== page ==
Spain moves towards activating 'nuclear option' on Catalonia crisis

Spain moves towards activating 'nuclear option' on Catalonia crisis

Crowds of thousands gathered outside the parliament building in Barcelona on Tuesday ahead of Puigdemont's speech, waving Catalan flags and banners and screaming "democracy" in the hope of witnessing history in the making.

Depending on the Catalan government's answer, the government in Madrid could impose direct rule on the region.

Puigdemont says "the citizens of Catalonia have won the right to an independent state in the form of a republic".

Puigdemont issued a symbolic declaration of independence from Spain on Tuesday night but then immediately suspended it and called for negotiations with the Madrid government.

"The cabinet agreed this morning to formally ask the Catalan government to confirm whether it declared Catalan independence", he said in a televised statement.

The European Union made clear that if Catalonia split from Spain, the region would cease to be part of the EU.

But Spain's political establishment rounded on Puigdemont following his declaration, and support among separatists in Catalonia was mixed.

Crisis talks will be held in Spain on Wednesday after Catalan leaders suspended a declaration of independence on Tuesday in favor of dialogue with Madrid.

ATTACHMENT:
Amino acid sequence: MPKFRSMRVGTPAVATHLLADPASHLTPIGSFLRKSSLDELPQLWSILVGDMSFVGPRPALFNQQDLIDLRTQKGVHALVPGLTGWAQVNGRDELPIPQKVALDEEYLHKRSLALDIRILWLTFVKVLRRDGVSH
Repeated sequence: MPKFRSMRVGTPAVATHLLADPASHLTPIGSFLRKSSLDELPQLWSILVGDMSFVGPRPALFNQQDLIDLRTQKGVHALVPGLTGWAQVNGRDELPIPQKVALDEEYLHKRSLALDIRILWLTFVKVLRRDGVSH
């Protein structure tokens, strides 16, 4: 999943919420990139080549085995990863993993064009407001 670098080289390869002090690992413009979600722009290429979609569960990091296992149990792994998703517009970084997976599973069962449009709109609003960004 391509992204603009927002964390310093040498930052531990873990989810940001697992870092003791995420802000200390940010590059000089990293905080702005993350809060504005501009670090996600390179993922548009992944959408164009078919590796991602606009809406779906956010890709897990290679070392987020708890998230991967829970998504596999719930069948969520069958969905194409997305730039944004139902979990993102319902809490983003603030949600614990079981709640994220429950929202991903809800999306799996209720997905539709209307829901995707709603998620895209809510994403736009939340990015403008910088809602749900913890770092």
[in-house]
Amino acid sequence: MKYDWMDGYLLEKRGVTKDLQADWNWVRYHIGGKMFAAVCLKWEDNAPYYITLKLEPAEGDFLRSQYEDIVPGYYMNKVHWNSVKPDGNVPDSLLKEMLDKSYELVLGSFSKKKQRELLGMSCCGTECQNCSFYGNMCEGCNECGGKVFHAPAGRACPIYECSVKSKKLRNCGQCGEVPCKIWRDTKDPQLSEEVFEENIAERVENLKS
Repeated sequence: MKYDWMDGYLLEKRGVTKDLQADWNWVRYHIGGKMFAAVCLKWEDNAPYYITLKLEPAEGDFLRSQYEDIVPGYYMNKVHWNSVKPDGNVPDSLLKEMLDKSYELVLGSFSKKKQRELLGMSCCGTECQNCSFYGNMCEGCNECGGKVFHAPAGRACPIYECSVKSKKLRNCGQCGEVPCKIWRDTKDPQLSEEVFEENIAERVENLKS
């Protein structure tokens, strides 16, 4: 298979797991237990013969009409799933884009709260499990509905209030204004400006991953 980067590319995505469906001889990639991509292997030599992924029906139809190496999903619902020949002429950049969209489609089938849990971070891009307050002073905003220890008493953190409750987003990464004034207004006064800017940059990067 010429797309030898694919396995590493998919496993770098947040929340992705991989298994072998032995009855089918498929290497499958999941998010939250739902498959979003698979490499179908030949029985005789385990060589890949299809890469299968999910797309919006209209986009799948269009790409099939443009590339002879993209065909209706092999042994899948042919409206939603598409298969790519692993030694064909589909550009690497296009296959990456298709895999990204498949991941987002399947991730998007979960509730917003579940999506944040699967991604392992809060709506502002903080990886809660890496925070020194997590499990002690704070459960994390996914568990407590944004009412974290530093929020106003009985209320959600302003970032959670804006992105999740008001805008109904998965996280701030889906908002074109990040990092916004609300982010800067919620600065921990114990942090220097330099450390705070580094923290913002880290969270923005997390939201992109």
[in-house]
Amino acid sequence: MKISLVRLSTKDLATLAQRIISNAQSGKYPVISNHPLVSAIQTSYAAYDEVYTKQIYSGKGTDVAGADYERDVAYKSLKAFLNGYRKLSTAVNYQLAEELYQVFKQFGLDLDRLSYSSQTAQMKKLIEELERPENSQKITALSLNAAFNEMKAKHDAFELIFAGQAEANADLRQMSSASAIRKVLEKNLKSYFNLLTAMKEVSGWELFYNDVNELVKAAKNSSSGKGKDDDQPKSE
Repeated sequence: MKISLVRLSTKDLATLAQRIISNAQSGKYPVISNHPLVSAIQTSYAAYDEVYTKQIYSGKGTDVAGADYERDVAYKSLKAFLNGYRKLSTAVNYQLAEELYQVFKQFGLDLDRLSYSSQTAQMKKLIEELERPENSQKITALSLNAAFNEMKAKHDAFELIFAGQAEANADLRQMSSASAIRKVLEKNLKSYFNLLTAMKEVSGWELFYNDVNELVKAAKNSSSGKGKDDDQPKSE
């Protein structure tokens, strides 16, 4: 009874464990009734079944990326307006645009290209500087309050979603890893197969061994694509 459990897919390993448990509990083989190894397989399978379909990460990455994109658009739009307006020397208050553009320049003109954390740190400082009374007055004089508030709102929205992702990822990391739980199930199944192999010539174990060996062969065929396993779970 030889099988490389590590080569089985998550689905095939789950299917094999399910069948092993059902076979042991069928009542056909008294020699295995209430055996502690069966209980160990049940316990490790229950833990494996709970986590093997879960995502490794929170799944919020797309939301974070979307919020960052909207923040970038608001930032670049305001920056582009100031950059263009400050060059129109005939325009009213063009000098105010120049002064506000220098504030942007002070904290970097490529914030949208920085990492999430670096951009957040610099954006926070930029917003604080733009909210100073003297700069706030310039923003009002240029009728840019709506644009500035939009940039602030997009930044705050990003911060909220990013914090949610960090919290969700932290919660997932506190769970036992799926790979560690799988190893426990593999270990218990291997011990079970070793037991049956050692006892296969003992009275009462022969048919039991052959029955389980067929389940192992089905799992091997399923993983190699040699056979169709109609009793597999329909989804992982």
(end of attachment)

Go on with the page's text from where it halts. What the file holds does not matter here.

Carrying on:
Spain's Deputy Prime Minister Soraya Saenz de Santamaria described Puigdemont as someone "who does not know where he is, where he's going".

He accused Mr Puigdemont of having created "deliberate confusion" and said he wanted to restore "certainty".

Following his declaration to parliament, Puigdemont and his allies signed an independence declaration outside the chamber, but its legal validity was unclear.

On the same day the president called for a united Spain, he said of the Catalan people, "If you have accurate numbers and polling, you would see they love Spain".

In Brussels, there was a sense of relief that the euro zone's fourth-largest economy now had at least bought some time to deal with a crisis that was still far from over.

The Madrid stock market tumbles as rattled investors dump Spanish shares.

There had been speculation that the Catalan President might declare independence and put the move into effect, plunging Spain into an even deeper political crisis, BBC reported.

The stakes are high - losing Catalonia, which has its own language and culture, would deprive Spain of a fifth of its economic output and more than a quarter of exports.

Spain has been in turmoil since a disputed referendum on October 1 which was declared invalid by the country's Constitutional Court.